I really don’t understand how I have managed to get to this stage of my life without ever having heard the music of Ron Sexsmith. I am familiar with the name but his work has sold me a dummy. Thank goodness I was able to put this right at an entertaining soirée on Friday.
He is one in a long line of Canadian singer/songwriters such as Neil Young, Joni Mitchell, Anne Murray, Paul Anka, Leonard Cohen and, the already much missed, Gordon Lightfoot. The latter was a hero of Mr Sexsmith who never missed going to hear him at the annual Mariposa Festival in Canada and once had the honour of having Gordon Lightfoot listen to him at the event. Since Mr Lightfoot’s death on 1st May this year, Ron Sexsmith has always included one of his songs in the set, tonight it was Ribbon of Darkness sung beautifully and with obvious emotion. It got to me, anyway.
I am sure that he will forgive me if I say that a less rock’n’roll figure you could not meet, and judging by his self-effacing manner he seems to agree. He came across as one of the most charming people, an opinion seconded by the sound engineer at Howard Assembly Room who said it was a total pleasure doing the sound checks.
The setlist, which he had written on a couple of sheets of paper, one for each half, included gems from his full cannon with an obvious bias toward his new album; firstly because he was still proud of it, and secondly because COVID meant that he couldn’t tour it at the time of its release.
Although normally accompanied by two backing musicians, he is doing this itinerary on his own. This is another reason I wish I had been aware of his work earlier as witnessing an unplugged version of a song before you know the plugged one doesn’t really work. I am following my usual practice and listening to his originals on YouTube whilst writing this and they are so different.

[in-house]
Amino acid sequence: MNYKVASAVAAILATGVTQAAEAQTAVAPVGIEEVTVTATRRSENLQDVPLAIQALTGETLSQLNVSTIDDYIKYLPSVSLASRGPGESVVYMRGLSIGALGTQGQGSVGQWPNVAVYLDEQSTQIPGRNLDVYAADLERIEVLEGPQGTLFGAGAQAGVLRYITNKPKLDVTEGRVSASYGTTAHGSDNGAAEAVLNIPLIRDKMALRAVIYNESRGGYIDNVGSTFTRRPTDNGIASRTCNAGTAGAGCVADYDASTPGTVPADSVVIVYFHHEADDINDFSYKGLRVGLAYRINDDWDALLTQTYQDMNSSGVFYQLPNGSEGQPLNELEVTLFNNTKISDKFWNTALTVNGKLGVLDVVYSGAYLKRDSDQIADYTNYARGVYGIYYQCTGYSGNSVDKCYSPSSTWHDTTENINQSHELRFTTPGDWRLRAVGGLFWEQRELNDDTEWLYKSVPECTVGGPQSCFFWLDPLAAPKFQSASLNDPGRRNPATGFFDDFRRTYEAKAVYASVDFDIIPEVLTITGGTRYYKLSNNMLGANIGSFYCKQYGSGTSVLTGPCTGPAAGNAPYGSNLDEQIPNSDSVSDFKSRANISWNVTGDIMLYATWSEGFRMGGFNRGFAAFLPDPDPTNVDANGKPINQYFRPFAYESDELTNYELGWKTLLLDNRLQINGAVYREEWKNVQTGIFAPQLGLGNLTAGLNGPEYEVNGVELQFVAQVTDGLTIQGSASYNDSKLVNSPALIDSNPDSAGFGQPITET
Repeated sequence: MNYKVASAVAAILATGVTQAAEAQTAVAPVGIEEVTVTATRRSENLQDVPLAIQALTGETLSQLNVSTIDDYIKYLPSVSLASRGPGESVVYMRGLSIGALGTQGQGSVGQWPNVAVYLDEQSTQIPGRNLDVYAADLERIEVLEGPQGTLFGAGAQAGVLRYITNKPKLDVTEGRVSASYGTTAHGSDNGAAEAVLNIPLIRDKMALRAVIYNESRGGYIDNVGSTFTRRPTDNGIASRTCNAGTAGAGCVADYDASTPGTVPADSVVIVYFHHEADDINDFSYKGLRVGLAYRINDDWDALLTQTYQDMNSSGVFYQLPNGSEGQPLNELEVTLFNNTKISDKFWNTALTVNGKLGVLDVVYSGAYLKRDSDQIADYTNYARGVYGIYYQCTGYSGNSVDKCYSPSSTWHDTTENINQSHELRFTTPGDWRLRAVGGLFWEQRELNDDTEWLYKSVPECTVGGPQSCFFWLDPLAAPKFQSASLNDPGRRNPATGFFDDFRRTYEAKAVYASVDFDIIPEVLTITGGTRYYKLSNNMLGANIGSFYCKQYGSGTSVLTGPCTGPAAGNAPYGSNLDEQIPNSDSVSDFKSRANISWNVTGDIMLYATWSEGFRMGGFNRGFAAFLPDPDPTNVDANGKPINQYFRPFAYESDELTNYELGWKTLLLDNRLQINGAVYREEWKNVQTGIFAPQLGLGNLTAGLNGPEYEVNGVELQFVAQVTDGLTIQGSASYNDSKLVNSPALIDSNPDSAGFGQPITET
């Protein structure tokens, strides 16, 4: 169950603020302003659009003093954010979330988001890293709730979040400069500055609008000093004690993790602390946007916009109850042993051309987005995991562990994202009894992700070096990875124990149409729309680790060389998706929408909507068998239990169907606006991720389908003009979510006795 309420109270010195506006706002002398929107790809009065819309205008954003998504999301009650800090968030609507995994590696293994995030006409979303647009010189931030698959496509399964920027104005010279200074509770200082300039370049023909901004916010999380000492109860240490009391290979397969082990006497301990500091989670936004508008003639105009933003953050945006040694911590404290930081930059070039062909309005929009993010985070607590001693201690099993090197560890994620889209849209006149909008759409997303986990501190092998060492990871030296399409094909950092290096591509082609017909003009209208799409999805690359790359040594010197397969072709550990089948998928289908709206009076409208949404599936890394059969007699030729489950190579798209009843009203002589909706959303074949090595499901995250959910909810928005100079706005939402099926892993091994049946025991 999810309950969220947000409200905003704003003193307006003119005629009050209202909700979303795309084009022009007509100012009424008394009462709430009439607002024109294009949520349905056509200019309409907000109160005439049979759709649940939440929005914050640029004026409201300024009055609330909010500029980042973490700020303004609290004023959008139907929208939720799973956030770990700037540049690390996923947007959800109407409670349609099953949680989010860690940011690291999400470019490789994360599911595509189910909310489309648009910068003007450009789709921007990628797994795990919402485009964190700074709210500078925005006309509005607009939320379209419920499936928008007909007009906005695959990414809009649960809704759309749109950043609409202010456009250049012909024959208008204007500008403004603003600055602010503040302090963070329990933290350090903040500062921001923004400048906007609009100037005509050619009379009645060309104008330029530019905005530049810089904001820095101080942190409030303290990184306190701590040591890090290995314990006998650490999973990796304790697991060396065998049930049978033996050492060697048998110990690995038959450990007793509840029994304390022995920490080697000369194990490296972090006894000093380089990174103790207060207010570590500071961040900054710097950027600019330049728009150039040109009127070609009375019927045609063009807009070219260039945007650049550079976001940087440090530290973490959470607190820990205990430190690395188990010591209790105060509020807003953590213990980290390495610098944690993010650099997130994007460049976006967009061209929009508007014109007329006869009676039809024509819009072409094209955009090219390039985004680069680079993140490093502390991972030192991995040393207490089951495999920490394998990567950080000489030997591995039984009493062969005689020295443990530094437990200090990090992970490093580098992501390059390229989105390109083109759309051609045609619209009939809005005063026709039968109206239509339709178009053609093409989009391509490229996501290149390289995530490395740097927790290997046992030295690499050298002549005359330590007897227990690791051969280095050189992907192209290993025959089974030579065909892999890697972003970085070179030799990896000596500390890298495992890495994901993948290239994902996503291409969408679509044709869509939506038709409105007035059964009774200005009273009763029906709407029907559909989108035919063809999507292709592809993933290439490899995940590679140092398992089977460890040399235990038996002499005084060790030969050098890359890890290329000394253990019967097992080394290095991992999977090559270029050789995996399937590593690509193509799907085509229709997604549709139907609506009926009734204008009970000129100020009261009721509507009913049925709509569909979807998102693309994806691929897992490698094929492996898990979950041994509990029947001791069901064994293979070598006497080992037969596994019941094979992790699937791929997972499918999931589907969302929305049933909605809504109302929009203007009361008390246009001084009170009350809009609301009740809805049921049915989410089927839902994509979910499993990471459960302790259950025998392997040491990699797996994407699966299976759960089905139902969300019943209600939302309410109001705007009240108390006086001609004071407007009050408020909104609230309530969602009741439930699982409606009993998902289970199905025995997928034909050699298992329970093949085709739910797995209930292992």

His songs have been inspired by a wide range of subjects, from his handyman at the house, the death of Jeff Buckley and a strawberry blonde on the bus. The latter has a great beginning. ‘She wasn’t the girl next door, she lived round the corner.’ To see him sing this please go to https://www.youtube.com/watch?v=IppSS_-PFGM
His most famous song is Whatever it Takes, not because he had a hit with it but the other world famous Canadian singer – no, not Bryan Adams – but Micheal Boublé covered it. Recognition indeed. If you would like to virtually share my experience then go to YouTube and listen to the that track, with the BBC logo on the preview photo, which has a cool introduction and while you are there try Get in Line, another solo rendition from the same show. I would love to share them with you but I can’t copy and paste because they were uploaded from a BBC programme and only available in the UK where we pay the licence fee, so my beloved readers not resident in the Kingdom probably won’t be able to see it at all. Actually I have just found this https://www.youtube.com/watch?v=OdqlQPNeOQk which some naughty person recorded at the gig I was at.
Mr Sexsmith doesn’t only play guitar, he is no mean performer on the piano – behave! He said that during lockdown while everyone was learning how to make sourdough, he decided to improve his piano skills. The result is that he is a superb pianist, but he has no way of making a sandwich. That last sentence is my joke!
‘I have got Beethoven’s hair, but sadly not his talent!’
Having discovered this chap and his music I am determined to seek out more stuff of his, and, if I am browsing Amazon after a few glasses of wine on a Saturday night, I might splash out on a download. Did I just write that!?
To prove what a nice chap he is, at the end of the show he gave one setlist each to two of his fans, what a great memento.
For the rest of Ron Sexsmith’s UK Tour dates please go to https://www.ents24.com/uk/tour-dates/ron-sexsmith
To see what is coming up at Howard Assembly Room it is https://www.operanorth.co.uk/event-tag/har/
Feature image from Howard Assembly Room. Photographs by Stan Graham.